Very little is known of the two apostles, Philip and James. They scarcely figure in the Gospels and the little we know of them comes from church legend.
Philip was a native of Bethsaida on the shores of Lake Gennesareth in Galilee, and apparently a friend of Andrew, Simon Peter’s brother, as well as Nathanael, whom he introduces to Jesus. He must have been an approachable person, for shortly before Jesus’s passion, he also introduces a group of Greeks to him. Like most of the other disciples he was slow to understand Jesus’s mission, and earned the Master’s reprimand: “Have I been so long with you, Philip, and still you do not know me?”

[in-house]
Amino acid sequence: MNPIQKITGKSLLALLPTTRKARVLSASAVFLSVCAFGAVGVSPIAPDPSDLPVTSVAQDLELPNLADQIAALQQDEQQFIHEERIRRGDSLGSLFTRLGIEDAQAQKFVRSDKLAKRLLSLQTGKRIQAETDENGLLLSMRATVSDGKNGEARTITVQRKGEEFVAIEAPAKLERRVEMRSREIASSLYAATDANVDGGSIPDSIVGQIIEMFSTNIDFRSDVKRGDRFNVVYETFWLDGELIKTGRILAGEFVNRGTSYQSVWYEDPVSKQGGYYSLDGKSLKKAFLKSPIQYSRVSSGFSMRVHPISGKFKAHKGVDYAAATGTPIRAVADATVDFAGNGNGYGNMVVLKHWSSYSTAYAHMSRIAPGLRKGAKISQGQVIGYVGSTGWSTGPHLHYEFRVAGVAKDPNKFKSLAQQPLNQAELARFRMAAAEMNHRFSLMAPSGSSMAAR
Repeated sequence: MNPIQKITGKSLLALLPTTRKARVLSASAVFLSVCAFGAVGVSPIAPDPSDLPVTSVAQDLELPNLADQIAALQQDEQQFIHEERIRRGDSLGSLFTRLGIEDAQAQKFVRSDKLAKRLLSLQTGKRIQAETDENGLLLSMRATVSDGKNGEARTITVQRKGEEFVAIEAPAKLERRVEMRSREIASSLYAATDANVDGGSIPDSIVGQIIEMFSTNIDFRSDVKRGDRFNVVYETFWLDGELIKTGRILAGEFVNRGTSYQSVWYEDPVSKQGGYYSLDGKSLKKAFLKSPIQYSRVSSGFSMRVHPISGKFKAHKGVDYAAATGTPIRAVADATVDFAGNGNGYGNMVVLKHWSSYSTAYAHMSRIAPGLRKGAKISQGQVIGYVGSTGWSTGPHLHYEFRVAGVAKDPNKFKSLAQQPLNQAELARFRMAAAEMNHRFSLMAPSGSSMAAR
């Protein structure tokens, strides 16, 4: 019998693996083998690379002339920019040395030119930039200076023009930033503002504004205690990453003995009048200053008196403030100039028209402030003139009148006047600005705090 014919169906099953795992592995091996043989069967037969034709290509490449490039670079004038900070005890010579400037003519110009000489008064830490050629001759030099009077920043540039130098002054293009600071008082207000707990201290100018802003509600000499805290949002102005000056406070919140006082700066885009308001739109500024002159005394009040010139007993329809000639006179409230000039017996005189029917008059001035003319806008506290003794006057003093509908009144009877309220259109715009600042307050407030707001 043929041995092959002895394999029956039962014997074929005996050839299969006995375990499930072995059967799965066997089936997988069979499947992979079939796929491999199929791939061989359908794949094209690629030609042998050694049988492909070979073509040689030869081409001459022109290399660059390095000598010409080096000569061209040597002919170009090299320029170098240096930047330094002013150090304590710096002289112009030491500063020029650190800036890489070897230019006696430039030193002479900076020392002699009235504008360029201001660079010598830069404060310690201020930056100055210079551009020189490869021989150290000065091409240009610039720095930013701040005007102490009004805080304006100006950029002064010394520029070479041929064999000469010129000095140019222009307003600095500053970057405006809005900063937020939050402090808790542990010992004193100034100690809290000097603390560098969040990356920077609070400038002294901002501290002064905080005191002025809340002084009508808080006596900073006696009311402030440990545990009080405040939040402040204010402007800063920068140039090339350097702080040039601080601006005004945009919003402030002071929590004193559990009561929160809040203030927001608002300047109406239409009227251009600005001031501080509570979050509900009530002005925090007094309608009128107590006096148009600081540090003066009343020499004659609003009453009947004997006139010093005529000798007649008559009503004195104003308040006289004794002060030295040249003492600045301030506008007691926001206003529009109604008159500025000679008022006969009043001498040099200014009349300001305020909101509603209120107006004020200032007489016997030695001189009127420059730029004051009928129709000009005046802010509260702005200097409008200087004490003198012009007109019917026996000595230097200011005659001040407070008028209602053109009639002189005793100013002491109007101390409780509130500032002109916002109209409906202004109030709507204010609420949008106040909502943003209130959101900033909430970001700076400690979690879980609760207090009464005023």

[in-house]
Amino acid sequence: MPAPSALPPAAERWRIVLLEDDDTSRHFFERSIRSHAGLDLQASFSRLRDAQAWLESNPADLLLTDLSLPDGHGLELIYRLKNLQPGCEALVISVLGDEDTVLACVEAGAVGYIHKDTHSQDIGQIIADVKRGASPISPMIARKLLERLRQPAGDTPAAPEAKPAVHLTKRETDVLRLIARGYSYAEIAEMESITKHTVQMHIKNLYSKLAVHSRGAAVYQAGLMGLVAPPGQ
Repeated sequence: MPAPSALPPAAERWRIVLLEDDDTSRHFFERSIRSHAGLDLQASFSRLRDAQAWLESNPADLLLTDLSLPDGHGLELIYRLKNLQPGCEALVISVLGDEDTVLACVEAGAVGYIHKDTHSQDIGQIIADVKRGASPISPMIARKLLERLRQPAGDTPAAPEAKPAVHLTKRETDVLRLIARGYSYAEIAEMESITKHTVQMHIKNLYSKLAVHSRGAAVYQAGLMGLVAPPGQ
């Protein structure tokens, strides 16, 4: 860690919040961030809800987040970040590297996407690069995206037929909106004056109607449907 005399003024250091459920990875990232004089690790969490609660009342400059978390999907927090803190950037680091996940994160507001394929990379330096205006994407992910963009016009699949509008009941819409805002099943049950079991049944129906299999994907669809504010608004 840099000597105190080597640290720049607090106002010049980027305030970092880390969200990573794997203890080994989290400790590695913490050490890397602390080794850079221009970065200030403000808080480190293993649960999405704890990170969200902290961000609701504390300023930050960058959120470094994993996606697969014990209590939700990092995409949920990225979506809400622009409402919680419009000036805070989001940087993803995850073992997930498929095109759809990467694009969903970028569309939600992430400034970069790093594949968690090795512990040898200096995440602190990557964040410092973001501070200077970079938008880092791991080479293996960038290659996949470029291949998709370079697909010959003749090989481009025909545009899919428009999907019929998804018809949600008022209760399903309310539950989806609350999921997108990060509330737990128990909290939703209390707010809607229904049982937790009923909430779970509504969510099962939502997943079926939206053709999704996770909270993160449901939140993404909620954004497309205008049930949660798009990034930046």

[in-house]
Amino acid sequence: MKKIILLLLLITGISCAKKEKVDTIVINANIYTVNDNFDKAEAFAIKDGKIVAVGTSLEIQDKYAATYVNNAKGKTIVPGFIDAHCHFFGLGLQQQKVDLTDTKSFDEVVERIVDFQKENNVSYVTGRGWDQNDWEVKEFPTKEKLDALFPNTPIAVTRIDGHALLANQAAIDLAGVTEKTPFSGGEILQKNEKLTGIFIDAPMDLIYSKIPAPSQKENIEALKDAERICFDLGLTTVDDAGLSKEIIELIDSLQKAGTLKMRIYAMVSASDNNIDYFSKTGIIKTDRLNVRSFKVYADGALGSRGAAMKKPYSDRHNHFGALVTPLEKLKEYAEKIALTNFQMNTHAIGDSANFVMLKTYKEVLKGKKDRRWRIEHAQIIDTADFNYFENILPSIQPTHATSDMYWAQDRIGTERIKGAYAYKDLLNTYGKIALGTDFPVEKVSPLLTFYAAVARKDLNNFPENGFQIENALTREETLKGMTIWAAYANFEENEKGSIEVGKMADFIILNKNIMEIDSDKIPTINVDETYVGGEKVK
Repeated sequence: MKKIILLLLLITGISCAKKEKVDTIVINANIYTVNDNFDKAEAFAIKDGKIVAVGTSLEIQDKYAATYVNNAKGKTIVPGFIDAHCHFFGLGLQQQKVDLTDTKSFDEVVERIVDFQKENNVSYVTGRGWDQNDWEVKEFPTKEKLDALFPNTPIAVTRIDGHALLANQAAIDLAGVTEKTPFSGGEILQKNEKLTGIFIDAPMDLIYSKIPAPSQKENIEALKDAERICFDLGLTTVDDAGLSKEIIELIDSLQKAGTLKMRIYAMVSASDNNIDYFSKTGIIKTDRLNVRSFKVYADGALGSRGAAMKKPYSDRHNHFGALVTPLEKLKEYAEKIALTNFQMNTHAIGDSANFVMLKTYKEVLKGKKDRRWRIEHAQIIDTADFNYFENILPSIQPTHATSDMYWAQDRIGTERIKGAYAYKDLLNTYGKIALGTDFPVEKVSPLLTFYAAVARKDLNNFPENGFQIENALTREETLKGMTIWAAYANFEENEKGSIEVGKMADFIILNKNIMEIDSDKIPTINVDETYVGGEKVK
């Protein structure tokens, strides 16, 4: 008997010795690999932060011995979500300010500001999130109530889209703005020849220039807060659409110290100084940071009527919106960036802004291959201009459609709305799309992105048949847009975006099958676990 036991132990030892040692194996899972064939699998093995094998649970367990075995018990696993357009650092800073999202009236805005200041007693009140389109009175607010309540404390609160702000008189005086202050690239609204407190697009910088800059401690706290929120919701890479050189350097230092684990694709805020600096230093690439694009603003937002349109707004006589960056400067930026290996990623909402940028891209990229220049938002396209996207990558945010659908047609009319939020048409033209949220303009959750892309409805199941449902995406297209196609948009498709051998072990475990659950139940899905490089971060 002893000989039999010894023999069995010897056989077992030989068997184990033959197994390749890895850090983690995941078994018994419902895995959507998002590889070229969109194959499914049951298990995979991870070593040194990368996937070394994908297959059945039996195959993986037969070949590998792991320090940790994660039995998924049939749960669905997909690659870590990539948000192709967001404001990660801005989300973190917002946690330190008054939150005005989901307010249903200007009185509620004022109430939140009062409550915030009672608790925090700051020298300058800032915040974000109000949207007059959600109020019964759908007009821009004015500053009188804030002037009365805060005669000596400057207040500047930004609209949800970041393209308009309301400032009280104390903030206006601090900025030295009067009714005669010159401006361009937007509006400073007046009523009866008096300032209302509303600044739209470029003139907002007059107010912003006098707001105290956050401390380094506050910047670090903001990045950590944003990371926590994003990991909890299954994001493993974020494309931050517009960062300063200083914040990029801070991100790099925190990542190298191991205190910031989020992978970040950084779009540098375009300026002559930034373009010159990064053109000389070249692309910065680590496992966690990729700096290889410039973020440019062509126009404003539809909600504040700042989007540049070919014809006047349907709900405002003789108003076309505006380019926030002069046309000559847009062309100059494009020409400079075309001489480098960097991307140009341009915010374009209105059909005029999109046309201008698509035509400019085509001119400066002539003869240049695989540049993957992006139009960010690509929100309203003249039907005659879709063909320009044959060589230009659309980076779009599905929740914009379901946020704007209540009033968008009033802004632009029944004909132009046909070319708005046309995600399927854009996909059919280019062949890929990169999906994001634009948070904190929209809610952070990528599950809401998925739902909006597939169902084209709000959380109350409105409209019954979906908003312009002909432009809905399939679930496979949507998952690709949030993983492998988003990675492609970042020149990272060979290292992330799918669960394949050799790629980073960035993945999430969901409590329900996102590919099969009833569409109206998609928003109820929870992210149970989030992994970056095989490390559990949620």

According to legend Philip preached the Gospel in the Roman provinces of Asia, and died witnessing to the Lord.
James is sometimes called “the lesser” to distinguish him from his more famous namesake, James, the son of Zebedee and brother of John, apostle and evangelist, who was martyred by King Herod. Tradition has it that this James was a relative of our Lord. So James, like Jesus, was a Galilean, and probably from Nazareth as well.
James was a leader in the Judaeo-Christian community in Palestine, known popularly as ‘a brother of the Lord’. He is best remembered for his epistle, which reflects the teachings of the early communities. The author was familiar with the Old Testament, and writes in elegant Greek, even though his turn of phrase is distinctly Hebraic. Like most of the apostles, James probably died a martyr’s death.